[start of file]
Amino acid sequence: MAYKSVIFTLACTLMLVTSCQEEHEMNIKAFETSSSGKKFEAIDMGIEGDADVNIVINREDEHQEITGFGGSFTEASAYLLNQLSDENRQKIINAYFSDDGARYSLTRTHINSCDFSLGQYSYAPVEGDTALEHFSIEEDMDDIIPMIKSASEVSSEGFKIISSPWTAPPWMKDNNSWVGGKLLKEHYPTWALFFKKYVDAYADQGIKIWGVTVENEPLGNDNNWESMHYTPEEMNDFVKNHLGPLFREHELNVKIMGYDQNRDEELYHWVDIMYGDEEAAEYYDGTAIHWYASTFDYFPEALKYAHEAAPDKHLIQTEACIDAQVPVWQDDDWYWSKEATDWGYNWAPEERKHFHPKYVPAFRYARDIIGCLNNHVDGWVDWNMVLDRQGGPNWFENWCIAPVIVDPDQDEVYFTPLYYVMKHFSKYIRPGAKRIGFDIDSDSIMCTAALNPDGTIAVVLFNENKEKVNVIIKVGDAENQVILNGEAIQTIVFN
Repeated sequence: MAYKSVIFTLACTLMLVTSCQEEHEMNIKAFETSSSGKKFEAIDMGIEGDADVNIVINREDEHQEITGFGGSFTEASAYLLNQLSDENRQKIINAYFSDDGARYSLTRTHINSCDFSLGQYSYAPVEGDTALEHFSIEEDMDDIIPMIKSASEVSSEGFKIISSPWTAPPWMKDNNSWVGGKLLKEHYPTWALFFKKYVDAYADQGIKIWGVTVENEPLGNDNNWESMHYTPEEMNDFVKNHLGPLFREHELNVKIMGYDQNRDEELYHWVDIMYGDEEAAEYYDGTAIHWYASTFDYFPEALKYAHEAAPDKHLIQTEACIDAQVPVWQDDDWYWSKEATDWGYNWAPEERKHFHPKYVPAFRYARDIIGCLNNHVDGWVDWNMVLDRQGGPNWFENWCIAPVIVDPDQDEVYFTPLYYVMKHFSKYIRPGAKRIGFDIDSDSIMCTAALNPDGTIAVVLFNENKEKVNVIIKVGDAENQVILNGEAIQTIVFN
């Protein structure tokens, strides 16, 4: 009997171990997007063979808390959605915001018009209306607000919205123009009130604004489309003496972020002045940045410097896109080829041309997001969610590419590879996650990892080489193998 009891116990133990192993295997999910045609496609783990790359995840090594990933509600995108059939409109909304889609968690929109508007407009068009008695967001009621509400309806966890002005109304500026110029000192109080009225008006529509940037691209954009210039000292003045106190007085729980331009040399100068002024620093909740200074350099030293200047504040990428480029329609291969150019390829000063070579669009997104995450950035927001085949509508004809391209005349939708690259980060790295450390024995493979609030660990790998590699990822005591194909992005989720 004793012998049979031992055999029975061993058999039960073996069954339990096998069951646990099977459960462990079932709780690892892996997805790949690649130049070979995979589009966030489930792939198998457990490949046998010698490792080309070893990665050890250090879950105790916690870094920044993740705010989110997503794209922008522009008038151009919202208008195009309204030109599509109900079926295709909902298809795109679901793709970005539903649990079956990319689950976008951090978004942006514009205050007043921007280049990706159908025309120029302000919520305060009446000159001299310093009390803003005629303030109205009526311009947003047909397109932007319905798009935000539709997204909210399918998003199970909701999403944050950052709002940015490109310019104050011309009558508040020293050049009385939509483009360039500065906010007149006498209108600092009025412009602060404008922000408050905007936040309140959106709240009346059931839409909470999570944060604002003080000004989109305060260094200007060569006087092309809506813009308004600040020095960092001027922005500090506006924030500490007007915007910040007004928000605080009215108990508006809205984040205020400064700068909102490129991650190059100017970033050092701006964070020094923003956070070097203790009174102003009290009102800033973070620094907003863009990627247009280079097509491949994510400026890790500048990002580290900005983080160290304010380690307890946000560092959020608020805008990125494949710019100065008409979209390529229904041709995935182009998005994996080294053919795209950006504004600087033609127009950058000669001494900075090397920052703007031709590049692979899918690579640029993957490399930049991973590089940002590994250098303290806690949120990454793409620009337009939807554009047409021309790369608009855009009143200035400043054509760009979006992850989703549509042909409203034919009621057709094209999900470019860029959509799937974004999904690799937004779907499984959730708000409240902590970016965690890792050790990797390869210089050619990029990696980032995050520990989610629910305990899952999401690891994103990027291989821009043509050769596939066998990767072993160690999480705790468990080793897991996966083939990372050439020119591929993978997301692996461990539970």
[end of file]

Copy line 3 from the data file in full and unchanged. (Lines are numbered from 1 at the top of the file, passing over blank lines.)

């Protein structure tokens, strides 16, 4: 009997171990997007063979808390959605915001018009209306607000919205123009009130604004489309003496972020002045940045410097896109080829041309997001969610590419590879996650990892080489193998 009891116990133990192993295997999910045609496609783990790359995840090594990933509600995108059939409109909304889609968690929109508007407009068009008695967001009621509400309806966890002005109304500026110029000192109080009225008006529509940037691209954009210039000292003045106190007085729980331009040399100068002024620093909740200074350099030293200047504040990428480029329609291969150019390829000063070579669009997104995450950035927001085949509508004809391209005349939708690259980060790295450390024995493979609030660990790998590699990822005591194909992005989720 004793012998049979031992055999029975061993058999039960073996069954339990096998069951646990099977459960462990079932709780690892892996997805790949690649130049070979995979589009966030489930792939198998457990490949046998010698490792080309070893990665050890250090879950105790916690870094920044993740705010989110997503794209922008522009008038151009919202208008195009309204030109599509109900079926295709909902298809795109679901793709970005539903649990079956990319689950976008951090978004942006514009205050007043921007280049990706159908025309120029302000919520305060009446000159001299310093009390803003005629303030109205009526311009947003047909397109932007319905798009935000539709997204909210399918998003199970909701999403944050950052709002940015490109310019104050011309009558508040020293050049009385939509483009360039500065906010007149006498209108600092009025412009602060404008922000408050905007936040309140959106709240009346059931839409909470999570944060604002003080000004989109305060260094200007060569006087092309809506813009308004600040020095960092001027922005500090506006924030500490007007915007910040007004928000605080009215108990508006809205984040205020400064700068909102490129991650190059100017970033050092701006964070020094923003956070070097203790009174102003009290009102800033973070620094907003863009990627247009280079097509491949994510400026890790500048990002580290900005983080160290304010380690307890946000560092959020608020805008990125494949710019100065008409979209390529229904041709995935182009998005994996080294053919795209950006504004600087033609127009950058000669001494900075090397920052703007031709590049692979899918690579640029993957490399930049991973590089940002590994250098303290806690949120990454793409620009337009939807554009047409021309790369608009855009009143200035400043054509760009979006992850989703549509042909409203034919009621057709094209999900470019860029959509799937974004999904690799937004779907499984959730708000409240902590970016965690890792050790990797390869210089050619990029990696980032995050520990989610629910305990899952999401690891994103990027291989821009043509050769596939066998990767072993160690999480705790468990080793897991996966083939990372050439020119591929993978997301692996461990539970």